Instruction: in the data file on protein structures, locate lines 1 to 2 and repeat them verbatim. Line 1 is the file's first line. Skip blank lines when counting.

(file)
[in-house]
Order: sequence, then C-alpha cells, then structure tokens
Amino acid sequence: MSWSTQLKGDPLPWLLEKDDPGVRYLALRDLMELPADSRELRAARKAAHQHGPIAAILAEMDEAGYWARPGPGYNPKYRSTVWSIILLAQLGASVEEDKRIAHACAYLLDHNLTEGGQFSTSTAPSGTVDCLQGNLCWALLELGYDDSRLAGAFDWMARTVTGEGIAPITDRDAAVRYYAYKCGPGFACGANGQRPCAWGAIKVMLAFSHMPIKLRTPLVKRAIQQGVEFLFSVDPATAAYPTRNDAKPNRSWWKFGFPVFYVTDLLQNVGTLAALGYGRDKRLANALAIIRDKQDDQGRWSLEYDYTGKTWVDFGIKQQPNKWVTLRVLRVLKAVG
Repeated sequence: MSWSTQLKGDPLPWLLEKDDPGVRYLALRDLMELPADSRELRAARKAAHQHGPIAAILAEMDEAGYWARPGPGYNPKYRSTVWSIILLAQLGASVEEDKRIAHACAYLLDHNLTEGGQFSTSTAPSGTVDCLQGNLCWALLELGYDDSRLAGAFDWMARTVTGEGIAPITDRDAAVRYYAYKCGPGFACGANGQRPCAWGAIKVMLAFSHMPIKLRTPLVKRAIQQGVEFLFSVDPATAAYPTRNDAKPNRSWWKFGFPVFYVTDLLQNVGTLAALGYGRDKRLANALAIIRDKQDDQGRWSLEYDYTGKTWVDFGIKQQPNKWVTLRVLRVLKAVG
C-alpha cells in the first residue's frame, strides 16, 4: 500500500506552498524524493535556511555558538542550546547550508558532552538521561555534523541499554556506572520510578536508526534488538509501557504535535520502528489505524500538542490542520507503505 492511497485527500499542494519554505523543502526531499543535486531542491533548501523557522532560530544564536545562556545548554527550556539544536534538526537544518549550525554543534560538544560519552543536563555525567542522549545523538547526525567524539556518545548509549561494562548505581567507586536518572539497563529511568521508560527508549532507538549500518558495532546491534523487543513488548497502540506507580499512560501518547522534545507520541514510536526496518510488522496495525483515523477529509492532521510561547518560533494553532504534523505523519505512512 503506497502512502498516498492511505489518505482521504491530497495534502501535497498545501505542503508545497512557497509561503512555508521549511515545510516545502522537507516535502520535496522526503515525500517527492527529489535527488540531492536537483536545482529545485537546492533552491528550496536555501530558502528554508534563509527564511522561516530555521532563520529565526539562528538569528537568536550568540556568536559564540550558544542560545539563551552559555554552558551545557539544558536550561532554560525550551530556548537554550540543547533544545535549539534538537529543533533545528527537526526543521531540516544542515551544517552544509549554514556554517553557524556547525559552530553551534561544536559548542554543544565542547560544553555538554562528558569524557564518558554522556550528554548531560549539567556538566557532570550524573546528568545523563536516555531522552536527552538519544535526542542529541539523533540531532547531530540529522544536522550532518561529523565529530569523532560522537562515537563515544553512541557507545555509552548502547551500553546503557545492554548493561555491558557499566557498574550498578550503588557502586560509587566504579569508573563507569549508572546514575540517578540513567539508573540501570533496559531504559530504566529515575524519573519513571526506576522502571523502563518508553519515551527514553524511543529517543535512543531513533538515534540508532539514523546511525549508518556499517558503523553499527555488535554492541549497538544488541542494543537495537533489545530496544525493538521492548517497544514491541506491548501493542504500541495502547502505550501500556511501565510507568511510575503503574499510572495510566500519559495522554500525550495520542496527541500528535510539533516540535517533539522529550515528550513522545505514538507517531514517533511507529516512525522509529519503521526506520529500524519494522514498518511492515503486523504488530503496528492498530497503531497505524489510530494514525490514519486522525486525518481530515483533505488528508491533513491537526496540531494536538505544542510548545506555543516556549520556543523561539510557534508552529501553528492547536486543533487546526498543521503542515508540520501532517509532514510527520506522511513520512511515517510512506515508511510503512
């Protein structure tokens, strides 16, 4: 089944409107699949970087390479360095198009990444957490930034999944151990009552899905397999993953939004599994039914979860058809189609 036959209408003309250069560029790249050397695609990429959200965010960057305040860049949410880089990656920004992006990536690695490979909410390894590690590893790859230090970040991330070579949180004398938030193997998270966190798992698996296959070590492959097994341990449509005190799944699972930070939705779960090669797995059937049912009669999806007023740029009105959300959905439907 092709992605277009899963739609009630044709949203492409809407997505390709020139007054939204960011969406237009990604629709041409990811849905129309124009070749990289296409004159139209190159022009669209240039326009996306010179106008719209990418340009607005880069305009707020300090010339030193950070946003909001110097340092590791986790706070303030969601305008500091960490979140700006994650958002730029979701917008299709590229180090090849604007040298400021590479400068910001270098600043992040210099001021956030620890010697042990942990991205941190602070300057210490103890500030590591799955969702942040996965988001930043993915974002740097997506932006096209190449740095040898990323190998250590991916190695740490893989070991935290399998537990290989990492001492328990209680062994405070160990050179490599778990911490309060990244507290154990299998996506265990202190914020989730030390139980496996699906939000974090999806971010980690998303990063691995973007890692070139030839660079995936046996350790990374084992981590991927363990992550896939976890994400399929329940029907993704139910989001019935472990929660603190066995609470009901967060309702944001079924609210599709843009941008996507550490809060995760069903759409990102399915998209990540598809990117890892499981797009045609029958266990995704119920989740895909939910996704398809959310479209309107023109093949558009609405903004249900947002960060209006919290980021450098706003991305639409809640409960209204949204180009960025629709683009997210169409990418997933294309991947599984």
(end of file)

[in-house]
Order: sequence, then C-alpha cells, then structure tokens